For many foreigners who are yet to visit or read about Indonesia, an image of strong morals and Islamic values reigns. Images of conservative religious dress and punctual mosque visits dominates perspectives of the people populating the vast archipelago.
However, upon scratching the surface a little, an underground culture exists. A culture new to some, and normal to others. A culture of free-sex and a sense of pride in extra-marital affairs is often ingrained into the psyche of Jakarta's young. Far from being a haven of conservative attitudes, Jakarta, is in my opinion, the home of promiscuity.
Nothing exemplifies this sentiment as much as the popularity of Tinder. Tinder, as started in 2011, is a smartphone "dating" app, which allows users to be introduced to other nearby users. Basically, users are provided an array of pictures of other users, and are then required to anonymously decide whether they like, or dislike that person. Should two users mutually like each other, they then "match" and are able to converse. Users are able to specify the gender and age brackets of the people they desire, and can write a short, one paragraph bio.
Tinder is used for two purposes, firstly to find friends, and secondly to find casual sex. The former I condemn as shallow, as how can one decide the appropriateness of a friendship based on a few photos? However, the later — casual sex — I embrace. As a foreigner who is in Jakarta for a short time only, spending time, and doing some seriously kinky stuff with a bunch of different beautiful people — of course without any monetary transaction — is awesome.
So the question which must then be asked is whether I am seeing my "friends with benefits" as sex objects? And the answer most definitely is yes. While I do enjoy the meals we share and the conversation we engage in, the free sex is the motivating factor in the relationship.
However, the key difference with prostitution is that, just as I see my connections as sex objects, I know they view me in the same light. They freely come to my apartment to "scratch their itch," leaving their inhibitions at the door. The ones I regularly meet know exactly what they’re coming over for, and revel in the ability to indulge their naughty side, often without the knowledge of their family or friends.
Speaking of my often scantily clad companions, their backgrounds are as varied as their desires. From the outwardly religious to the passionate atheists, and from 18-year-old students of Indonesia’s most prestigious universities to middle-aged mothers, Indonesia’s Tinder users cannot be stereotyped.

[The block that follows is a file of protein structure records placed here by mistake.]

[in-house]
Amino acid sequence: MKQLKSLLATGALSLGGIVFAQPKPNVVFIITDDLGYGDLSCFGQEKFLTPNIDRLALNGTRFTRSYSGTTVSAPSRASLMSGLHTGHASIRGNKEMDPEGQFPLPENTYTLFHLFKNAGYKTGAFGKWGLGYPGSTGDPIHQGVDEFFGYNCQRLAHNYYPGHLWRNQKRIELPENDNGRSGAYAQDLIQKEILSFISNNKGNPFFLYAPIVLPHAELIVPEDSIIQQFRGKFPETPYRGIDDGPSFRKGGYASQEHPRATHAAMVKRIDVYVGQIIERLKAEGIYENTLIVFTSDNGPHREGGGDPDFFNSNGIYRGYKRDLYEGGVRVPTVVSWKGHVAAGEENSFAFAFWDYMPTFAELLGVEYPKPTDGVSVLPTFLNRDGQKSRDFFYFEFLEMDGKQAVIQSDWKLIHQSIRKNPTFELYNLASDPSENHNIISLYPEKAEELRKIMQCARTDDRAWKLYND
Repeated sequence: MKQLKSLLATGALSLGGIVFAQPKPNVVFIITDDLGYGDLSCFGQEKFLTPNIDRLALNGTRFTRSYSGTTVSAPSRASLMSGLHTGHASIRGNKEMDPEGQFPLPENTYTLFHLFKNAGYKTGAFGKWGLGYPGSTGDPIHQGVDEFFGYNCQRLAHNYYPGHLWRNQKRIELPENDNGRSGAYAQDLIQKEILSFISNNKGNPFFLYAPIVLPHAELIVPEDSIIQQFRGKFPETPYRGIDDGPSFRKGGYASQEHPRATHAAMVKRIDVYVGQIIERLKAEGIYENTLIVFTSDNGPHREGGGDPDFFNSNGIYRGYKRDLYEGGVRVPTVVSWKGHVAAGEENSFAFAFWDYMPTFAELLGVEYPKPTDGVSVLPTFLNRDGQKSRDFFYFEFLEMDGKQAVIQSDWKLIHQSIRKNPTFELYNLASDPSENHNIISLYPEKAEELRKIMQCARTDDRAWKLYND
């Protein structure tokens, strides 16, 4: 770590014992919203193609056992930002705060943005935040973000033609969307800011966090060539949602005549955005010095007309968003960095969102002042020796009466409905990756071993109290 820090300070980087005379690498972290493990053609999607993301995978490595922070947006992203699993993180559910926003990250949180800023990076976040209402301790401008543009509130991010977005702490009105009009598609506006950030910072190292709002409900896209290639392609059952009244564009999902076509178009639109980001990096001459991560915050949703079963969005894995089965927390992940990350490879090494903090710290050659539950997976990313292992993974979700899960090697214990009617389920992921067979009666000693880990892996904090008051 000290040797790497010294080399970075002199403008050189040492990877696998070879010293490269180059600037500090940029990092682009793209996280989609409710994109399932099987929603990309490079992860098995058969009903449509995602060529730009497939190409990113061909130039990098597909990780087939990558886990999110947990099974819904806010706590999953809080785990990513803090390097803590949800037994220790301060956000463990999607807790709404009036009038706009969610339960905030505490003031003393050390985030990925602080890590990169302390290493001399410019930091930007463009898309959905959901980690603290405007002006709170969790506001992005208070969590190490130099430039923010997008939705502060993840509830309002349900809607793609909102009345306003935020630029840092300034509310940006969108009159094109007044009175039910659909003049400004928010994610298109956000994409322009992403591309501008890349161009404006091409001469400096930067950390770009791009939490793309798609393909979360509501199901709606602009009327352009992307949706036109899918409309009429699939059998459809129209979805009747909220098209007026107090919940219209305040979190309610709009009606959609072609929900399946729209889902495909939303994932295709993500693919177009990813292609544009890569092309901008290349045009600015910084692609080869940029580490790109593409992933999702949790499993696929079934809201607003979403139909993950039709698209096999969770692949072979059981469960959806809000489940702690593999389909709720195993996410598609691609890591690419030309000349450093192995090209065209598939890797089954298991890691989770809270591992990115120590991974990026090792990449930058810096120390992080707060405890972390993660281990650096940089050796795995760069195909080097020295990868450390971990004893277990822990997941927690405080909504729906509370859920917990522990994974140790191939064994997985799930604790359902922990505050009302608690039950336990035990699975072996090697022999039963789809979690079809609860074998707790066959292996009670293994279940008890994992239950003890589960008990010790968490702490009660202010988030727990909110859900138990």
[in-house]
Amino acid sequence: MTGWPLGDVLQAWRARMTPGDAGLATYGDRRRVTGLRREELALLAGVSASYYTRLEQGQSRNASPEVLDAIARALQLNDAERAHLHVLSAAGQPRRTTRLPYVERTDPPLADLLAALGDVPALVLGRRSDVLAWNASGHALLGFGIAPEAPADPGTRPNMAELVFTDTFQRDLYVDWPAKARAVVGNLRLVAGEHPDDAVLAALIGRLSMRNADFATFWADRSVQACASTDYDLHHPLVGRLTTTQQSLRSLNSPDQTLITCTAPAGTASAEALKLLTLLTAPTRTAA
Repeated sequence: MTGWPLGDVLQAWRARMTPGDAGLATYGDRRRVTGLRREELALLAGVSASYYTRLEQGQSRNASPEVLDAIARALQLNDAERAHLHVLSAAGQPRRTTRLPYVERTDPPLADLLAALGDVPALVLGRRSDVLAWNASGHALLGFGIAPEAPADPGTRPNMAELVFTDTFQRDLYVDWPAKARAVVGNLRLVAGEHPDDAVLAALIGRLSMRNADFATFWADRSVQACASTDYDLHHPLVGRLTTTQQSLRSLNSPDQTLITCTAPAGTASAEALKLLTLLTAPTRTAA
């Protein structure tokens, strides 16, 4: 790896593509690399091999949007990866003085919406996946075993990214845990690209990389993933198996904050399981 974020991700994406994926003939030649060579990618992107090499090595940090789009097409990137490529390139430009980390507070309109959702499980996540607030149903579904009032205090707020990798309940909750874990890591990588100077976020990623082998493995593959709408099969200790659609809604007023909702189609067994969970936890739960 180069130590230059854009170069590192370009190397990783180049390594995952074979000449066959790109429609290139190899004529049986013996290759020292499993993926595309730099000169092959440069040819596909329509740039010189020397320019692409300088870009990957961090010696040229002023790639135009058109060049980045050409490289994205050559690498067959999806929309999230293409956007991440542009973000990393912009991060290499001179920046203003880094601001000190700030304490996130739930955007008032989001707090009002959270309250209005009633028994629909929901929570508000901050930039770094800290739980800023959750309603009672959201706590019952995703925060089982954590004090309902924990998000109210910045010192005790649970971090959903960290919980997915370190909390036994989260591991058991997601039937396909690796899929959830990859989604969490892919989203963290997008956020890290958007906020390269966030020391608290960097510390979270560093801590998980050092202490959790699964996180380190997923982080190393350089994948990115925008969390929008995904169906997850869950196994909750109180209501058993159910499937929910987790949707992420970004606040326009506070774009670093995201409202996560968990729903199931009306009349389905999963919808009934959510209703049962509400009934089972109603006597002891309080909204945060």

Traditionally — well for 20-something-year-olds — nightclubs have been the domain for hook-up and one-night-stand hunting. However, with Tinder in one’s palm, future sexual partners can be arranged in advance, their desires known, then met at the club, bar or restaurant. In a sense, it’s an expedited method of achieving the same end: passionate sex with a smoking-hot babe; repeatable if desired.
I have experimented with Tinder in a variety of locations globally including South Korea, Singapore and Australia before coming to Jakarta. There is no doubt in my mind that the Tinder users of Jakarta are the most sexually hungry and open-minded I’ve met. When asked whether they are looking for “ttm: teman tapi mesra” loosely translated as “friends with benefits,” the amount that write “hehehe… yes,” or something to that effect is startling.
Indonesia, like many societies, has such a rampant culture of prostitution, complete with people-trafficking and underage child abuse. I find Tinder a refreshing example of sexual freedom, enjoyed by consenting adults, where mutual gratification reigns supreme.
While Tinder will only ever be used by a small sector of society — in a nation where religious sensibilities often lead to sexual abstinence before marriage — it provides an unbridled outlet to explore and experiment with one’s own sexual tolerances.
The only real problem with Tinder is that there are only seven nights in a week.
The writer of this blog has withheld his name. The views of this blog are his own and do not reflect the views of the Jakarta Globe.